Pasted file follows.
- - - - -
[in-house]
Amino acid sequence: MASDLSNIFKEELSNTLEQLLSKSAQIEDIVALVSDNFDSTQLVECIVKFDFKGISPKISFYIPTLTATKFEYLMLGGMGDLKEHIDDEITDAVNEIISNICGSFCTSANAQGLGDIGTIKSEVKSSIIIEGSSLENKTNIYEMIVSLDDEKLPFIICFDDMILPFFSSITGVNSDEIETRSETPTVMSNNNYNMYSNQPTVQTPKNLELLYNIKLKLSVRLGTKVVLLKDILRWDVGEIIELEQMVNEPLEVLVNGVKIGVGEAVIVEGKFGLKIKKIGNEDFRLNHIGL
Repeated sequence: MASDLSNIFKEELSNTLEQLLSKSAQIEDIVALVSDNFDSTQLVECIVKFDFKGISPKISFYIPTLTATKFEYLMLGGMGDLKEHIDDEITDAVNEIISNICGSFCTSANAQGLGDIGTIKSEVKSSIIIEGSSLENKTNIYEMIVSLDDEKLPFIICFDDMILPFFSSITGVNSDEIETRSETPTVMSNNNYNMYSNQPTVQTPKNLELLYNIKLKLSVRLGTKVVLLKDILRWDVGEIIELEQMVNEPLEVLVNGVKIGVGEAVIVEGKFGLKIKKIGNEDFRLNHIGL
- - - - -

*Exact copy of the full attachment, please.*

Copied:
[in-house]
Amino acid sequence: MASDLSNIFKEELSNTLEQLLSKSAQIEDIVALVSDNFDSTQLVECIVKFDFKGISPKISFYIPTLTATKFEYLMLGGMGDLKEHIDDEITDAVNEIISNICGSFCTSANAQGLGDIGTIKSEVKSSIIIEGSSLENKTNIYEMIVSLDDEKLPFIICFDDMILPFFSSITGVNSDEIETRSETPTVMSNNNYNMYSNQPTVQTPKNLELLYNIKLKLSVRLGTKVVLLKDILRWDVGEIIELEQMVNEPLEVLVNGVKIGVGEAVIVEGKFGLKIKKIGNEDFRLNHIGL
Repeated sequence: MASDLSNIFKEELSNTLEQLLSKSAQIEDIVALVSDNFDSTQLVECIVKFDFKGISPKISFYIPTLTATKFEYLMLGGMGDLKEHIDDEITDAVNEIISNICGSFCTSANAQGLGDIGTIKSEVKSSIIIEGSSLENKTNIYEMIVSLDDEKLPFIICFDDMILPFFSSITGVNSDEIETRSETPTVMSNNNYNMYSNQPTVQTPKNLELLYNIKLKLSVRLGTKVVLLKDILRWDVGEIIELEQMVNEPLEVLVNGVKIGVGEAVIVEGKFGLKIKKIGNEDFRLNHIGL